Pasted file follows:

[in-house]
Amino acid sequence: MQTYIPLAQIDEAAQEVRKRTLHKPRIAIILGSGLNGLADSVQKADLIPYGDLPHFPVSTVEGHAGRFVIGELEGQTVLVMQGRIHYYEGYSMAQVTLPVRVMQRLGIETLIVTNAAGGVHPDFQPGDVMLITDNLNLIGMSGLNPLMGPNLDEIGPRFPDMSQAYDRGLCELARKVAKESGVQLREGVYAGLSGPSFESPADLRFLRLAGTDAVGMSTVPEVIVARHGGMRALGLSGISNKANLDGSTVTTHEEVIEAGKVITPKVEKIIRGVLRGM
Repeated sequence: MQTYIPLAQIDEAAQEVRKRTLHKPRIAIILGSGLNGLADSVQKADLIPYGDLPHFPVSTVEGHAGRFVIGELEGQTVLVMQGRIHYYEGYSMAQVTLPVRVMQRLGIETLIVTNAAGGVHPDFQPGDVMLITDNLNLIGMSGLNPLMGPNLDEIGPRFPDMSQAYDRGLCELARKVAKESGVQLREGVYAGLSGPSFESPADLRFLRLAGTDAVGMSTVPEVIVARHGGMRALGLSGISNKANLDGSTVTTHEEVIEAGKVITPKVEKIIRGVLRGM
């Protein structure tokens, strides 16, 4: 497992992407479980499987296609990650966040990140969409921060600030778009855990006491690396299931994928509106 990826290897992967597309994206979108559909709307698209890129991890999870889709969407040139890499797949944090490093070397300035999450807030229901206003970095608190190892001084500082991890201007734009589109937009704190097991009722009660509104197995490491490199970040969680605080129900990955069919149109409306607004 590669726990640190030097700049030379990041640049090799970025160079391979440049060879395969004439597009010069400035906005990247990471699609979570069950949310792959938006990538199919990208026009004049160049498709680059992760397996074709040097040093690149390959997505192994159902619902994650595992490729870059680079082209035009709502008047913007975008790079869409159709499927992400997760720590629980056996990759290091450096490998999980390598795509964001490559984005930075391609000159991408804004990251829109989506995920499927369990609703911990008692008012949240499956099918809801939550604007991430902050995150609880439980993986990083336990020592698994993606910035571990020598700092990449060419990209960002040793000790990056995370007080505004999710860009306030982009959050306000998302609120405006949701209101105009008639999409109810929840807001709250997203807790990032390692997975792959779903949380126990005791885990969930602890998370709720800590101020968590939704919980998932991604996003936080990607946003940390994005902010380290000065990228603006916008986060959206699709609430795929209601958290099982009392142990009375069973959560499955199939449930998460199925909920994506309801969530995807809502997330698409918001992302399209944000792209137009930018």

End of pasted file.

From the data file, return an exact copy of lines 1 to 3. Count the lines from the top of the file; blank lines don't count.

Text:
[in-house]
Amino acid sequence: MQTYIPLAQIDEAAQEVRKRTLHKPRIAIILGSGLNGLADSVQKADLIPYGDLPHFPVSTVEGHAGRFVIGELEGQTVLVMQGRIHYYEGYSMAQVTLPVRVMQRLGIETLIVTNAAGGVHPDFQPGDVMLITDNLNLIGMSGLNPLMGPNLDEIGPRFPDMSQAYDRGLCELARKVAKESGVQLREGVYAGLSGPSFESPADLRFLRLAGTDAVGMSTVPEVIVARHGGMRALGLSGISNKANLDGSTVTTHEEVIEAGKVITPKVEKIIRGVLRGM
Repeated sequence: MQTYIPLAQIDEAAQEVRKRTLHKPRIAIILGSGLNGLADSVQKADLIPYGDLPHFPVSTVEGHAGRFVIGELEGQTVLVMQGRIHYYEGYSMAQVTLPVRVMQRLGIETLIVTNAAGGVHPDFQPGDVMLITDNLNLIGMSGLNPLMGPNLDEIGPRFPDMSQAYDRGLCELARKVAKESGVQLREGVYAGLSGPSFESPADLRFLRLAGTDAVGMSTVPEVIVARHGGMRALGLSGISNKANLDGSTVTTHEEVIEAGKVITPKVEKIIRGVLRGM